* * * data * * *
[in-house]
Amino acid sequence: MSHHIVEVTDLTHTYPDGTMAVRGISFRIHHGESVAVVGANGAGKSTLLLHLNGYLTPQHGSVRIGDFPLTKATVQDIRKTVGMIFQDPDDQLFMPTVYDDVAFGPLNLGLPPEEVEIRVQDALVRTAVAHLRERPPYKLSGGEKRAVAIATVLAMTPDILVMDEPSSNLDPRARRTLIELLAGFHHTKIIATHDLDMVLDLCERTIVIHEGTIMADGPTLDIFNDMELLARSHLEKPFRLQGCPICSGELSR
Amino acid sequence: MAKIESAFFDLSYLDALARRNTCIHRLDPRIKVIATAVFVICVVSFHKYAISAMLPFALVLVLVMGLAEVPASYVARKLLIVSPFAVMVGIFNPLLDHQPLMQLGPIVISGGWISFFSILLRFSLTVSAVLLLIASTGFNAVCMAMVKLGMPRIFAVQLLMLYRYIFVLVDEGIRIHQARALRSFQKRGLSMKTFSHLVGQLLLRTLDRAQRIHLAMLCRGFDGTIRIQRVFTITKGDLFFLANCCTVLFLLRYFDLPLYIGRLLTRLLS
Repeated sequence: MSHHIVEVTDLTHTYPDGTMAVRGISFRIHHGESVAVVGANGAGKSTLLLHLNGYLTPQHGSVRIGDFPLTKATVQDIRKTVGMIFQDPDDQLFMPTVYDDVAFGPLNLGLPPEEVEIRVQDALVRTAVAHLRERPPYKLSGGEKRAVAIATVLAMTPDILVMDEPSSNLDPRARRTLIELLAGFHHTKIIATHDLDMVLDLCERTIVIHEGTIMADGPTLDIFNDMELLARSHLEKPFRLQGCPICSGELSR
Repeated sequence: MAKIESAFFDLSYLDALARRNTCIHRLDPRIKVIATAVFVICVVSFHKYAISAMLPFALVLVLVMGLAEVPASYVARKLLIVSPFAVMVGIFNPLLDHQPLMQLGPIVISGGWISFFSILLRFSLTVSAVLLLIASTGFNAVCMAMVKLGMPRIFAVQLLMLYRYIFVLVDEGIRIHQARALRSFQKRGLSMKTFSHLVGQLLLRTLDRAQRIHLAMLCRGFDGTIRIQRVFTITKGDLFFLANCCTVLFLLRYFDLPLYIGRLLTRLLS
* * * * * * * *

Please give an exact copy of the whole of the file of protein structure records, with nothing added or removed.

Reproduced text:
[in-house]
Amino acid sequence: MSHHIVEVTDLTHTYPDGTMAVRGISFRIHHGESVAVVGANGAGKSTLLLHLNGYLTPQHGSVRIGDFPLTKATVQDIRKTVGMIFQDPDDQLFMPTVYDDVAFGPLNLGLPPEEVEIRVQDALVRTAVAHLRERPPYKLSGGEKRAVAIATVLAMTPDILVMDEPSSNLDPRARRTLIELLAGFHHTKIIATHDLDMVLDLCERTIVIHEGTIMADGPTLDIFNDMELLARSHLEKPFRLQGCPICSGELSR
Amino acid sequence: MAKIESAFFDLSYLDALARRNTCIHRLDPRIKVIATAVFVICVVSFHKYAISAMLPFALVLVLVMGLAEVPASYVARKLLIVSPFAVMVGIFNPLLDHQPLMQLGPIVISGGWISFFSILLRFSLTVSAVLLLIASTGFNAVCMAMVKLGMPRIFAVQLLMLYRYIFVLVDEGIRIHQARALRSFQKRGLSMKTFSHLVGQLLLRTLDRAQRIHLAMLCRGFDGTIRIQRVFTITKGDLFFLANCCTVLFLLRYFDLPLYIGRLLTRLLS
Repeated sequence: MSHHIVEVTDLTHTYPDGTMAVRGISFRIHHGESVAVVGANGAGKSTLLLHLNGYLTPQHGSVRIGDFPLTKATVQDIRKTVGMIFQDPDDQLFMPTVYDDVAFGPLNLGLPPEEVEIRVQDALVRTAVAHLRERPPYKLSGGEKRAVAIATVLAMTPDILVMDEPSSNLDPRARRTLIELLAGFHHTKIIATHDLDMVLDLCERTIVIHEGTIMADGPTLDIFNDMELLARSHLEKPFRLQGCPICSGELSR
Repeated sequence: MAKIESAFFDLSYLDALARRNTCIHRLDPRIKVIATAVFVICVVSFHKYAISAMLPFALVLVLVMGLAEVPASYVARKLLIVSPFAVMVGIFNPLLDHQPLMQLGPIVISGGWISFFSILLRFSLTVSAVLLLIASTGFNAVCMAMVKLGMPRIFAVQLLMLYRYIFVLVDEGIRIHQARALRSFQKRGLSMKTFSHLVGQLLLRTLDRAQRIHLAMLCRGFDGTIRIQRVFTITKGDLFFLANCCTVLFLLRYFDLPLYIGRLLTRLLS